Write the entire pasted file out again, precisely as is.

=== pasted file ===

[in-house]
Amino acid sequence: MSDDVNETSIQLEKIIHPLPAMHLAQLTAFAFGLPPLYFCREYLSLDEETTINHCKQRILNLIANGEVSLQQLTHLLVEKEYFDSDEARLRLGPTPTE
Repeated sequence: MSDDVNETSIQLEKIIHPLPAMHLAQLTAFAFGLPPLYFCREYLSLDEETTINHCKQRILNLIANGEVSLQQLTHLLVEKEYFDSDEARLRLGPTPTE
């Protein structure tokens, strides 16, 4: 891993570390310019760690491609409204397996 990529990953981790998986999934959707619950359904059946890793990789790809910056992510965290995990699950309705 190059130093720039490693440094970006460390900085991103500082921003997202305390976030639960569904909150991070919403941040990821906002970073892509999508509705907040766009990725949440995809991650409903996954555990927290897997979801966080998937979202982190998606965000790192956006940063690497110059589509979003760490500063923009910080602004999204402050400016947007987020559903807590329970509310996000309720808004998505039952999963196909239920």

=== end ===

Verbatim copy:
[in-house]
Amino acid sequence: MSDDVNETSIQLEKIIHPLPAMHLAQLTAFAFGLPPLYFCREYLSLDEETTINHCKQRILNLIANGEVSLQQLTHLLVEKEYFDSDEARLRLGPTPTE
Repeated sequence: MSDDVNETSIQLEKIIHPLPAMHLAQLTAFAFGLPPLYFCREYLSLDEETTINHCKQRILNLIANGEVSLQQLTHLLVEKEYFDSDEARLRLGPTPTE
């Protein structure tokens, strides 16, 4: 891993570390310019760690491609409204397996 990529990953981790998986999934959707619950359904059946890793990789790809910056992510965290995990699950309705 190059130093720039490693440094970006460390900085991103500082921003997202305390976030639960569904909150991070919403941040990821906002970073892509999508509705907040766009990725949440995809991650409903996954555990927290897997979801966080998937979202982190998606965000790192956006940063690497110059589509979003760490500063923009910080602004999204402050400016947007987020559903807590329970509310996000309720808004998505039952999963196909239920």